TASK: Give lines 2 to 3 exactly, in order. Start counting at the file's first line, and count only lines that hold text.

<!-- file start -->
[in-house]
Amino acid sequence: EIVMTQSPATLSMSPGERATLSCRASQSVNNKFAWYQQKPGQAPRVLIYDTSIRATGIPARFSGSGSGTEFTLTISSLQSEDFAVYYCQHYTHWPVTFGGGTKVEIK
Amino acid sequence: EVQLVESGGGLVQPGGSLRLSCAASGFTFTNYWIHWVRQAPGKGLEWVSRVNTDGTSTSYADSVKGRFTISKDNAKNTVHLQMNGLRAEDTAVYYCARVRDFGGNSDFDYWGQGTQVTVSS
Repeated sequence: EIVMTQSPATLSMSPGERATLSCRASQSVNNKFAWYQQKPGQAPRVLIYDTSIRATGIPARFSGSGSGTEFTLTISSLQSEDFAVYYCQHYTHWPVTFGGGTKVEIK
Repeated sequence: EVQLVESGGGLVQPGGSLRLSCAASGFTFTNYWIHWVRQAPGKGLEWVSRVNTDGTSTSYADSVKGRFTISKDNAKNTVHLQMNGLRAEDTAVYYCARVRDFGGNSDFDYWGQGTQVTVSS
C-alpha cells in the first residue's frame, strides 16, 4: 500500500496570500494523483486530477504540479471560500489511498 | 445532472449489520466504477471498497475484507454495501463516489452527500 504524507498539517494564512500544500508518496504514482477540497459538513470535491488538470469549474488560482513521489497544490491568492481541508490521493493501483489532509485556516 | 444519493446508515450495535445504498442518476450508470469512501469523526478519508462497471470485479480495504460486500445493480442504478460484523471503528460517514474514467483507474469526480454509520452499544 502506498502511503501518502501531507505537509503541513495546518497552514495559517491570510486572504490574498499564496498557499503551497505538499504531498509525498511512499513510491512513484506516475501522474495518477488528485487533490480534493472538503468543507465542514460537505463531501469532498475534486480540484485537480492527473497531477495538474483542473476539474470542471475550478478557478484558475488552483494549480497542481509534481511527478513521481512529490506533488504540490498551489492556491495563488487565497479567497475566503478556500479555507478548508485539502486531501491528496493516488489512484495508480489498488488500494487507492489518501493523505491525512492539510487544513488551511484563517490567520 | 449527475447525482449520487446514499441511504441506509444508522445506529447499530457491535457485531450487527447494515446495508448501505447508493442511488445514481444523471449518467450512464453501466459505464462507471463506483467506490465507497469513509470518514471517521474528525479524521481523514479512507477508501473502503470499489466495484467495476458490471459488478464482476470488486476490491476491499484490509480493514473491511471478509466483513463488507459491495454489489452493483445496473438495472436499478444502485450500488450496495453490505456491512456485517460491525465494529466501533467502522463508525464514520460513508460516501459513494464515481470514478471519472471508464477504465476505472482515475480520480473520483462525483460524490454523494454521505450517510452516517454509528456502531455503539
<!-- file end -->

Amino acid sequence: EIVMTQSPATLSMSPGERATLSCRASQSVNNKFAWYQQKPGQAPRVLIYDTSIRATGIPARFSGSGSGTEFTLTISSLQSEDFAVYYCQHYTHWPVTFGGGTKVEIK
Amino acid sequence: EVQLVESGGGLVQPGGSLRLSCAASGFTFTNYWIHWVRQAPGKGLEWVSRVNTDGTSTSYADSVKGRFTISKDNAKNTVHLQMNGLRAEDTAVYYCARVRDFGGNSDFDYWGQGTQVTVSS